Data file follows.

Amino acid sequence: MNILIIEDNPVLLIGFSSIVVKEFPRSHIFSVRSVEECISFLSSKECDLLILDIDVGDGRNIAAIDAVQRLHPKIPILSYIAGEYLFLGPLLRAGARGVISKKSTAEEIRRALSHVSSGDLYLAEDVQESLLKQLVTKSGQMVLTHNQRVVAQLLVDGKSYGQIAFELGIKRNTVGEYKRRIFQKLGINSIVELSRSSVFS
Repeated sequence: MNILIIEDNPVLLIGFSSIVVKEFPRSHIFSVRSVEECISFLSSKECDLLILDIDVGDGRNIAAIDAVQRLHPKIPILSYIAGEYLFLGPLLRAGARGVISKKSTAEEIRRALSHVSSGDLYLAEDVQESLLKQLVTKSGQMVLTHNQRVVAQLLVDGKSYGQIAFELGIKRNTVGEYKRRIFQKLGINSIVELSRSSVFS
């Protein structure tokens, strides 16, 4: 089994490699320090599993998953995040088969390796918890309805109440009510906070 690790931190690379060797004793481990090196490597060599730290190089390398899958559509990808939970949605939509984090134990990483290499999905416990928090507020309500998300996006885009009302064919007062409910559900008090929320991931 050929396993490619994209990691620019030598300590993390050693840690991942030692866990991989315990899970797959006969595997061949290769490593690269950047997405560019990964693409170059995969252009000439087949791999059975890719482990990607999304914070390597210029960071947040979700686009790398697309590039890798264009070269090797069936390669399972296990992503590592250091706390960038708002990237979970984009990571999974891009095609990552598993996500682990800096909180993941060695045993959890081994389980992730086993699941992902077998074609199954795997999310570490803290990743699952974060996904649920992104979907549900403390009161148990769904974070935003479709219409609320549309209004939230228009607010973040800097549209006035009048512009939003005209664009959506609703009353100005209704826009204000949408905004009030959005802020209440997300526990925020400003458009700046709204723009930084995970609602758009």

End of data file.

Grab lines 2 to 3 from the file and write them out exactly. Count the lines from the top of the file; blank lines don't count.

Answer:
Repeated sequence: MNILIIEDNPVLLIGFSSIVVKEFPRSHIFSVRSVEECISFLSSKECDLLILDIDVGDGRNIAAIDAVQRLHPKIPILSYIAGEYLFLGPLLRAGARGVISKKSTAEEIRRALSHVSSGDLYLAEDVQESLLKQLVTKSGQMVLTHNQRVVAQLLVDGKSYGQIAFELGIKRNTVGEYKRRIFQKLGINSIVELSRSSVFS
């Protein structure tokens, strides 16, 4: 089994490699320090599993998953995040088969390796918890309805109440009510906070 690790931190690379060797004793481990090196490597060599730290190089390398899958559509990808939970949605939509984090134990990483290499999905416990928090507020309500998300996006885009009302064919007062409910559900008090929320991931 050929396993490619994209990691620019030598300590993390050693840690991942030692866990991989315990899970797959006969595997061949290769490593690269950047997405560019990964693409170059995969252009000439087949791999059975890719482990990607999304914070390597210029960071947040979700686009790398697309590039890798264009070269090797069936390669399972296990992503590592250091706390960038708002990237979970984009990571999974891009095609990552598993996500682990800096909180993941060695045993959890081994389980992730086993699941992902077998074609199954795997999310570490803290990743699952974060996904649920992104979907549900403390009161148990769904974070935003479709219409609320549309209004939230228009607010973040800097549209006035009048512009939003005209664009959506609703009353100005209704826009204000949408905004009030959005802020209440997300526990925020400003458009700046709204723009930084995970609602758009």